So we all know the infamous Two-Pole Problem, which doesn't rely on the distances between the two poles. I have a situation where there are a n poles. Each pair of consecutive poles is used to create a Two-Pole situation, thus creating n-1 shorter poles. Using these, n-2 shorter poles are created in a similar fashion. This continues until there is one pole, which for reference I will call the "supporting pole". if \(x_{1}, x_{2}, x_{3}, ..., x_{n}\) are the lengths of the starting poles, find a formula for the length of the supporting pole in a n-Pole Problem.

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TopNewest\(\frac{1}{\sum_{i=1}^n\frac{1}{x_{i}}}\) – Mohammad Sarfaraz · 2 years, 11 months ago

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– Tristan Shin · 2 years, 11 months ago

That's close. Try a few other cases that can disprove this(try 5 poles, for instance).Log in to reply

– Mohammad Sarfaraz · 2 years, 11 months ago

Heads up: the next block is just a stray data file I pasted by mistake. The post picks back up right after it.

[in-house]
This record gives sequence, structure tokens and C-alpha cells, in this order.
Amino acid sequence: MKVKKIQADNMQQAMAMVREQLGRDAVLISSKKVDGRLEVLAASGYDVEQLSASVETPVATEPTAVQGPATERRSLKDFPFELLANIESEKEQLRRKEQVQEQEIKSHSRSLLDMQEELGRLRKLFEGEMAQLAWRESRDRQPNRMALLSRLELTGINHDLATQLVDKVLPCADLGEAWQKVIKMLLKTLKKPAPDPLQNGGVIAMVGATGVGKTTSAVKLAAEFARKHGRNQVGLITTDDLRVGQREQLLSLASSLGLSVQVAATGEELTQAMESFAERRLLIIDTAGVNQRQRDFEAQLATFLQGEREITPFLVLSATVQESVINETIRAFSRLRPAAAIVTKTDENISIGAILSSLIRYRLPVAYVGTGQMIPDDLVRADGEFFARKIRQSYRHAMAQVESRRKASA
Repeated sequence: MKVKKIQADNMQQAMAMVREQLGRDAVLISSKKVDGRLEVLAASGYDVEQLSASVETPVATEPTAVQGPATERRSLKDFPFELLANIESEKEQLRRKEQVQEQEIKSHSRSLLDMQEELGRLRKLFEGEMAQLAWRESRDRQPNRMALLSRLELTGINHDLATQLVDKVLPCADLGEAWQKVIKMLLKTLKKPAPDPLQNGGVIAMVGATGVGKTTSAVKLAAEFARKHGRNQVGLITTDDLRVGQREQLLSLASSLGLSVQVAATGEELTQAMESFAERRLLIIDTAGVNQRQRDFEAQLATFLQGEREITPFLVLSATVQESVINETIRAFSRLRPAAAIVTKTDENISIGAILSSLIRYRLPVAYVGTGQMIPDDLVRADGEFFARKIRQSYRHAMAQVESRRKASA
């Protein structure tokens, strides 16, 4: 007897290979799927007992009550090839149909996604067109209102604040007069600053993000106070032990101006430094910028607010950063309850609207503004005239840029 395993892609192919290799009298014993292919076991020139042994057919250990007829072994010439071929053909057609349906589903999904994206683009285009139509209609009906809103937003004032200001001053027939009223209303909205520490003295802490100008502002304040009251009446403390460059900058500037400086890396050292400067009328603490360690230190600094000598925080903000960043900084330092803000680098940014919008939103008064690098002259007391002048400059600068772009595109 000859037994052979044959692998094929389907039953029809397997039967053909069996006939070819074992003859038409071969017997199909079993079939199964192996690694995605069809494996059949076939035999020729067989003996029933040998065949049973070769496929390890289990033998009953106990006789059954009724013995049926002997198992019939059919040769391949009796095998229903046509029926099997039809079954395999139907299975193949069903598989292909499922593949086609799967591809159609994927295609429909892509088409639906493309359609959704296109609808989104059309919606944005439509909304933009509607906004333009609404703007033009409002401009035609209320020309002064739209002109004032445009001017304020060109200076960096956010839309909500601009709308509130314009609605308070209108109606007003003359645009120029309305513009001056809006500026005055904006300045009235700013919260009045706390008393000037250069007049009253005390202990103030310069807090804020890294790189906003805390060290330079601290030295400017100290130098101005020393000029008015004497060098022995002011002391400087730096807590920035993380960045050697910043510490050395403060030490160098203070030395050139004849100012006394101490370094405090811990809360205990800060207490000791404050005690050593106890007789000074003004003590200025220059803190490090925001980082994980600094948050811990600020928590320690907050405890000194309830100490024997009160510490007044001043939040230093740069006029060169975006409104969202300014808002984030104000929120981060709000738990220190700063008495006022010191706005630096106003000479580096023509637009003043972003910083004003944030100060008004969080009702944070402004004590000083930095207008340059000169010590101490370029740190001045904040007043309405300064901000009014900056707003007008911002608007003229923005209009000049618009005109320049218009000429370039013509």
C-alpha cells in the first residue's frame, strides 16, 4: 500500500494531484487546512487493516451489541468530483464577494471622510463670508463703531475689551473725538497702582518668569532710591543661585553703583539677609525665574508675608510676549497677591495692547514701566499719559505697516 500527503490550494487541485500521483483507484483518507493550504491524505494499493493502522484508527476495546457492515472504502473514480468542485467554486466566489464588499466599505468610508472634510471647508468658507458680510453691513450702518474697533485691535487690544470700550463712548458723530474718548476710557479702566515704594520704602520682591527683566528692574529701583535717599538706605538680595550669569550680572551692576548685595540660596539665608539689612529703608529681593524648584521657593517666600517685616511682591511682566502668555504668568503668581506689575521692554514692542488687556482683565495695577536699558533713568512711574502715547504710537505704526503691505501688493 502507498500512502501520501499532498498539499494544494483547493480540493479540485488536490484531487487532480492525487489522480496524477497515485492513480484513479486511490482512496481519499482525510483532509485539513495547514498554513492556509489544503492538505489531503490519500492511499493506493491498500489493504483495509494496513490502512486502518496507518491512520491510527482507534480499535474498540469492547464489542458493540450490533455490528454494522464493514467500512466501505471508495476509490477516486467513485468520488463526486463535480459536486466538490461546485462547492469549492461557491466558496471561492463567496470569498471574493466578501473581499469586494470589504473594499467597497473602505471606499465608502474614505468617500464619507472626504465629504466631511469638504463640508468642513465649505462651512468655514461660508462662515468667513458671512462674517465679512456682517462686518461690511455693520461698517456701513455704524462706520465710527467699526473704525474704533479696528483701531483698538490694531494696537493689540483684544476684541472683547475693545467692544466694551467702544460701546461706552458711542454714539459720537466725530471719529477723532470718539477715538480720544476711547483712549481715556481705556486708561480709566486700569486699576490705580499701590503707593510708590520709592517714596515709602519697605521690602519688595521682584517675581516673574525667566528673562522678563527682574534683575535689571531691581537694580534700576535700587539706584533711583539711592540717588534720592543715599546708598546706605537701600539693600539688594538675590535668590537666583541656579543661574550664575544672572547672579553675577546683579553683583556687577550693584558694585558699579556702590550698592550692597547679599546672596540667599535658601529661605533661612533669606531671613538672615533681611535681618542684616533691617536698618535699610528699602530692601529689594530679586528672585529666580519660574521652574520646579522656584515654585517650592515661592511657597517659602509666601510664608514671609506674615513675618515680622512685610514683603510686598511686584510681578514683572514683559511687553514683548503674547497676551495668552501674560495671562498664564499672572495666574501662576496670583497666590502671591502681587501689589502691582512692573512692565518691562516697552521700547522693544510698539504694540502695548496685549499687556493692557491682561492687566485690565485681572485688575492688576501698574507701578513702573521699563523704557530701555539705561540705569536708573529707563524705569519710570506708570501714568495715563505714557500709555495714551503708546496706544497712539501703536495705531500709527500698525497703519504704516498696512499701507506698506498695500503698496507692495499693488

I don't get it...so please can you reveal the answer...:)Log in to reply

I think now you should reveal the solution..... – Mohammad Sarfaraz · 2 years, 11 months ago

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I'll reveal this solution within the next week(April 21-April 25). – Tristan Shin · 2 years, 11 months ago

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For clarification, the Two-Pole Problem is where there are two poles of length a and b. Lines are drawn from the top of each to the bottom of the other. From the intersection of these two new lines, a vertical line segment parallel to the original poles is drawn. It turns out that the distance between the two poles is irrelevant. To solve this problem, try playing around with a few two-pole scenarios. – Tristan Shin · 2 years, 11 months ago

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I don't know that problem (you said it's infamous then why not show it) – Amr Saber · 2 years, 11 months ago

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We use the formula \(\dfrac{1}{x}+\dfrac{1}{y}=\dfrac{1}{z}\) where \(x,y\) are the two poles and \(z\) is the height of the middle pole. Solving for the supporting pole is pretty trivial, just plug 'n' chug. – Daniel Liu · 2 years, 11 months ago

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– Tristan Shin · 2 years, 11 months ago

But is there a generic formula for the supporting pole, not just plugging it in?Log in to reply